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Interview AFL Umpire David Harris

With the the AFL footy season back on, we thought we would speak with AFL Umpire David Harris to get a different perspective about the disruption and adaptation amidst the turmoil of COVID-19.

David is a field umpire and achieved his 100th AFL game milestone in May 2018. His career highlight is making it onto the AFL list and umpiring his first AFL game. “I still pinch myself being involved in the AFL. The more games you do, the more comfortable you feel in this environment.” David believes that resilience and believing in his own ability are two of his biggest learnings so far.

How good is it to have AFL Football back, have you missed it?

It’s great to have AFL back, as I really enjoy being back out on the park. It’s good for everyone

How did you get into AFL umpiring, what was the pathway for you?

I umpired in the country as a young fella where I grew up. My headmaster recommended it at primary school, as I was small and one year of playing was enough for me. Also the $7.50 payment was all the encouragement I needed! I also did little athletics, so umpiring helped to keep me fit. I started my career in umpiring, in the country league near Warrnambool. Then went onto VFL and was lucky enough to be rookied in 2012. I never looked back from there. The West Coast V Collingwood final in 2018 was a really memorable game for me. The big crowd and it was such a close game. 

Obviously, we’ve never experienced a season like this before. How have AFL umpires been affected and adapted to the changed circumstance?

It was a weird time, as initially I found it really hard to get motivated to train. With no start date in sight, I preferred to spend time with my family which was great. But it felt good to get back into my training once we had a set date. Footy is pretty much the same to the umpire, but now with no spectators, if there are longer breaks between goals, that’s when I really noticed no crowd noise.

You’ve spent some time in the Queensland hub – how was that experience for you?

Good enjoyable first week – we even had a golf course in the resort before we had to move. We mixed up our umpire training with; beach training, field training and some bike riding. It gave us some really good comradiarrie with the other umpires. 

As an umpire you may need a thick skin especially the way the crowd and some players react to decisions made in the heat of battle. Did you have a strategy to cope with this?

I try to block out all the peripheral noise. I have mentors and coaches, who I take advice from. Everyone is keen to give us advice, so I really only listen to a handful of people whose judgement I trust. In the heat of the battle you can get it very wrong and when you are tired, this may contribute to that. I don’t get caught up in noise and just try to brush it aside. It’s also good to have outside interests to balance out the intensity of AFL umpiring. Like in my full-time job, I am a painter and I find it relaxing, almost like meditation.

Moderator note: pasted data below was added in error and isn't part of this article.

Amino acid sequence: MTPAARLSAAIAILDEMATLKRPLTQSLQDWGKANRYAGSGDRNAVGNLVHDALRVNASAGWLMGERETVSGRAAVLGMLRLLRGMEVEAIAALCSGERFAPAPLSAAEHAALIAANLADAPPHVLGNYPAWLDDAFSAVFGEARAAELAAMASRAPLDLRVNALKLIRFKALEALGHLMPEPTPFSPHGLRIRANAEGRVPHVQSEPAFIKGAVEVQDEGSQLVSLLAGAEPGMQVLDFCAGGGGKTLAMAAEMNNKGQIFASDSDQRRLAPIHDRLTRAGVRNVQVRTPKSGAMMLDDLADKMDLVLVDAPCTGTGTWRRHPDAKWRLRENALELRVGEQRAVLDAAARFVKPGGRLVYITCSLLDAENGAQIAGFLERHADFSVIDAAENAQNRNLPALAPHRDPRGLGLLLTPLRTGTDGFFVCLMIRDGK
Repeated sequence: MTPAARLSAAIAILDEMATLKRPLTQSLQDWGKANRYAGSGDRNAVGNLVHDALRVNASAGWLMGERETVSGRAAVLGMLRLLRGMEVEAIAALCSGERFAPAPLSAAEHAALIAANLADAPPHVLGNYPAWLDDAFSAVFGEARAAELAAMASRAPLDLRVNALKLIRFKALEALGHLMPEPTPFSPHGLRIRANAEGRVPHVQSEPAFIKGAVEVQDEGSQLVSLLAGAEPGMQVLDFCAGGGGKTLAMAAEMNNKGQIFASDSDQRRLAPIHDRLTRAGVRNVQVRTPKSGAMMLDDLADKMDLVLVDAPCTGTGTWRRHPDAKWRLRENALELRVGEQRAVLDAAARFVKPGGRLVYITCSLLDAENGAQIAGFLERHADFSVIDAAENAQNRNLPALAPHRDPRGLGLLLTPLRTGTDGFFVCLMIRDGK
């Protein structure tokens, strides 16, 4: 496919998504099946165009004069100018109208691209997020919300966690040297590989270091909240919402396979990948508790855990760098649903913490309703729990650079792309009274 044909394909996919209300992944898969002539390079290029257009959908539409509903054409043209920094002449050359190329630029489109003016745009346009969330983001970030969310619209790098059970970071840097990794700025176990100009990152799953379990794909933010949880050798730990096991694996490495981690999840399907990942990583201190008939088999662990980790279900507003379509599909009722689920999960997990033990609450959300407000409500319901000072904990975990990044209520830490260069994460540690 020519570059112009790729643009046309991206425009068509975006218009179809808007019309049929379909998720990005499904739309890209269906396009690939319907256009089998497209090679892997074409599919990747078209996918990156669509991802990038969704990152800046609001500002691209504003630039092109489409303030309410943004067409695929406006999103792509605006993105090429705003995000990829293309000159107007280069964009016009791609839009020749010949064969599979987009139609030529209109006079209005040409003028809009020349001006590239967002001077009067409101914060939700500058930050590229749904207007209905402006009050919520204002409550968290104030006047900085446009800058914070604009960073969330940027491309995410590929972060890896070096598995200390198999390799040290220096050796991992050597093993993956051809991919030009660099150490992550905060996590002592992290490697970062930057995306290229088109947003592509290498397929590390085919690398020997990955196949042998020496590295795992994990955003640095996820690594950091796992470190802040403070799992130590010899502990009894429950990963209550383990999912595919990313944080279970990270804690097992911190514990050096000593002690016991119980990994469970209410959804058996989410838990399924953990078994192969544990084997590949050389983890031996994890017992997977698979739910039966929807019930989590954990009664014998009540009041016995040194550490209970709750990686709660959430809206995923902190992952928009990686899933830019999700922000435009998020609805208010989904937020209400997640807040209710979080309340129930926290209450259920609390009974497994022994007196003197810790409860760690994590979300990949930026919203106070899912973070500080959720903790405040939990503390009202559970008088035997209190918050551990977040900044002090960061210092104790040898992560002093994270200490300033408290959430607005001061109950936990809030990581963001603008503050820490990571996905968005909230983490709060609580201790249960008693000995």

Combining AFL umpiring and work would keep you very busy. Can you tell us what an average week looks like for you during an AFL season, including any nutrition and hydration strategies?

I am always very busy from a training perspective. A general week for me will look something like;

  • Monday is a recovery daylight run usually. 
  • Tuesday is usually a hard training interval / endurance type session.
  • Wednesday ride run & group session revolves more around speed and some technical stuff.
  • Friday is a pregame run.
  • Saturday I umpire. So I always ensure I drink lots of fluid and just try to always eat good health food and no takeaway type food.

Fatigue and dehydration umpiring an AFL games could impact the ability to perform at the highest level. Is dehydration an issue for you and how does it impact your training and athletic performance?

Typically I can run an average 16kms a game and perhaps 3km in sprints. I find the last 15mis of last quarters late in games the hardest. I can be really fatigued. I’ve always had issues with this. 

With covid the rules have changed and the games are shorter. It’s actually harder for us to drink during the game, so we only really are able to drink during the breaks, which of course throws up another challenge of how to keep your hydration up. In QLD I notice the humidity. I used hydration tabs like Koda. I also started using PREPD and noticed some big benefits. I was able to run throughout the games better, didn’t need to urinate as much, and my recovery is so much better, as I’m not as stiff and sore afterwards. It is really incredible seeing the benefits first-hand. 

What made you want to try PREPD and will you continue to use PREPD going forward?

During my umpiring career I have struggled with cramping, especially late in games. I have tried lots of different products to help with cramps but never found anything that worked or simply tasted great. I was fortunate to come across PREPD during the Covid – 19 shutdown period and experienced a difference in my performance and recovery in and after matches immediately. Not only has the amount of fluid loss during games decreased, my recovery was noticeably quicker post game. I didn’t have that “heavy” feeling in the legs days after my game like I had experienced before. This will become a staple in my preparation for training and games going forward.

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